Blog | June 15, 2021

Preserving Texas' K-16 System

The skills learned in K-16 settings are critical for future academic success and entering the workforce

Justin Yancy

This country has felt the pandemic’s impact in almost every facet of our lives. It has been an extremely difficult time for everyone, especially for students. While our educators and school administrators are doing the best they can, the challenge of transitioning to remote learning has led to significant learning loss over the past year. Kids have been falling behind.

We should strive to give our kids every opportunity to succeed. And it’s no secret that education is the best tool we have to achieve that goal. The hard and soft skills learned in a normal K-16 setting are critical for future academic success and entering the workforce.

As we look towards pandemic recovery, a skilled workforce will be necessary to recover from our economic losses. As a Texas business leader myself, I am increasingly concerned about what this learning recovery will mean for our short- and long-term economy. A 2020 report from ReadyNation, a national business leader network of which I am a member, found that the workforce in Texas will soon lack the expertise to keep up with our state economy. The high-quality education in our public school system, coupled with postsecondary degrees, helps create the pathway for our collective success.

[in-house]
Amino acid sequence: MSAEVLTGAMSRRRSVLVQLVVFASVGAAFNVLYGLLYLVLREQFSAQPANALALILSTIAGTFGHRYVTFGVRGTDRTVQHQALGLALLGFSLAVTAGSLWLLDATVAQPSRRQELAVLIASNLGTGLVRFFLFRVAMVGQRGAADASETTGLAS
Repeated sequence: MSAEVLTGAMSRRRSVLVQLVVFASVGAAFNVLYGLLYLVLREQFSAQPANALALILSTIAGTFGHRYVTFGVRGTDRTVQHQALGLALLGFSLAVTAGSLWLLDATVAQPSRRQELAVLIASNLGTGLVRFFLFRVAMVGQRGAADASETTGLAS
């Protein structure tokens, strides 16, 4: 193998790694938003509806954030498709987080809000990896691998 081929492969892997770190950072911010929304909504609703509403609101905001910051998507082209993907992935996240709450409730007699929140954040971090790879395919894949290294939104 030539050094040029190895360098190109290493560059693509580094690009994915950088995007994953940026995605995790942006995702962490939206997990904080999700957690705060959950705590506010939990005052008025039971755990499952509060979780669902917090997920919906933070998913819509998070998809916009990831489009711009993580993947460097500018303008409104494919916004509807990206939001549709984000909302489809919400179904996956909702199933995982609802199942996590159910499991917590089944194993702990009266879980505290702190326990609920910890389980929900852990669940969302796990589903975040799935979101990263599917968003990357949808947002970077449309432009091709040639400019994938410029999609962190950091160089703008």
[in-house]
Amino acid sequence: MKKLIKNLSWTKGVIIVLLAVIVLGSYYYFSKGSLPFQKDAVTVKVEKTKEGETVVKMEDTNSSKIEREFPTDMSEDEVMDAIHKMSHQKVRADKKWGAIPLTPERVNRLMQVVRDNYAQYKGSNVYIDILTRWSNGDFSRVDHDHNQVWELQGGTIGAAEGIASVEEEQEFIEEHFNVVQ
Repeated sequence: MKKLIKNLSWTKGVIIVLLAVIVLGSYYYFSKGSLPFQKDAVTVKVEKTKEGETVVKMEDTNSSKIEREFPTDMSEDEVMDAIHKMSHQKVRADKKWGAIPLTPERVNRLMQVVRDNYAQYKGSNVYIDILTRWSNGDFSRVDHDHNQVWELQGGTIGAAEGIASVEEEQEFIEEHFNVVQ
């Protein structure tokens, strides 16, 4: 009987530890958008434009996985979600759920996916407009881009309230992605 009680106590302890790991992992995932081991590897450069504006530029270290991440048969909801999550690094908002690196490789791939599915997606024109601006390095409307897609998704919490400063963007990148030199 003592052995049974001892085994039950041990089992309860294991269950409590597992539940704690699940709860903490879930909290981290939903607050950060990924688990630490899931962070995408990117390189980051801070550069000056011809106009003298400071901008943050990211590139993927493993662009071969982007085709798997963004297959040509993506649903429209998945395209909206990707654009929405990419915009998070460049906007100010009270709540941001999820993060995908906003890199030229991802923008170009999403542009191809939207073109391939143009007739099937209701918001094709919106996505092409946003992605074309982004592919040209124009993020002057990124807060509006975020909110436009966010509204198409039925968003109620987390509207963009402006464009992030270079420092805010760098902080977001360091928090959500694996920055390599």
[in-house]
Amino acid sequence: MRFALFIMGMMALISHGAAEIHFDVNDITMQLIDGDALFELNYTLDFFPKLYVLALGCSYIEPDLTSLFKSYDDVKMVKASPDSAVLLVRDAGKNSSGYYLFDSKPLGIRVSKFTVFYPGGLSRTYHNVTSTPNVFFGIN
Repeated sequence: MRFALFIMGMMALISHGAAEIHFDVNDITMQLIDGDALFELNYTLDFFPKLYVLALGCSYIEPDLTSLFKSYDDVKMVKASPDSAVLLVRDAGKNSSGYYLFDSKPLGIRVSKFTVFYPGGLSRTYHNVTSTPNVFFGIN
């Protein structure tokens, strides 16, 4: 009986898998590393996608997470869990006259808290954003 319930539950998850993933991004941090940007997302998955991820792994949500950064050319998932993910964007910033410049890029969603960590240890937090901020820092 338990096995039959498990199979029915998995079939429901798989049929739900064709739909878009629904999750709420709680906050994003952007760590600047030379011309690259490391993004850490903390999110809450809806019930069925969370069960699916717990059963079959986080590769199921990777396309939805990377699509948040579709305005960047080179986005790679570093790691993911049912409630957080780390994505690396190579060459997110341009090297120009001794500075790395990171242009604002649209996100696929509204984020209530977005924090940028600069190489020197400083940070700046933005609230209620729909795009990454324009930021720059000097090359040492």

To help children catch up on learning left unfinished as a result of the pandemic, we need to prioritize investments not only in K-12 public schools, but in our postsecondary system. Recently, Texas received an allocation of $18 billion in federal funding as part of the American Rescue Plan, but budget requirements in the legislation delayed the release of the money. Namely, the state would be unable to access this crucial K-12 support unless we increased our higher education budget by $1.2 billion. There was a federal waiver filed to bypass this higher education budget requirement, but now is not the time to shy away from educational investments.

The required increase may seem insurmountable, but the consequences of not addressing the needs of our students at all levels will be far more devastating, lingering for years to come. Learning recovery due to the pandemic is not something that can be left unaddressed. To get back on track, our K-16 education system will require additional resources like hiring educators and counselors, health and safety measures, mental health support, and more.

My colleagues and I are extremely grateful to our legislators for releasing the K-12 relief funding directly to our school districts, but we are not out of the woods yet. Career-technical education, community colleges, and traditional universities are an absolutely essential component to developing a talented labor pool. We must equip our higher-ed students with the tools they need to be successful and prepared for later in life.

We need to view the required budget increase as an investment—because it is. The Lone Star State will reap the benefits during the pandemic and beyond through workforce development and economic growth. I would respectfully request that Governor Abbott prioritize our students at every level to ensure that Texas can fully recover from the pandemic and continue to thrive. Our state economy and future workforce are counting on it.


Justin Yancy

President, Texas Business Leadership Council


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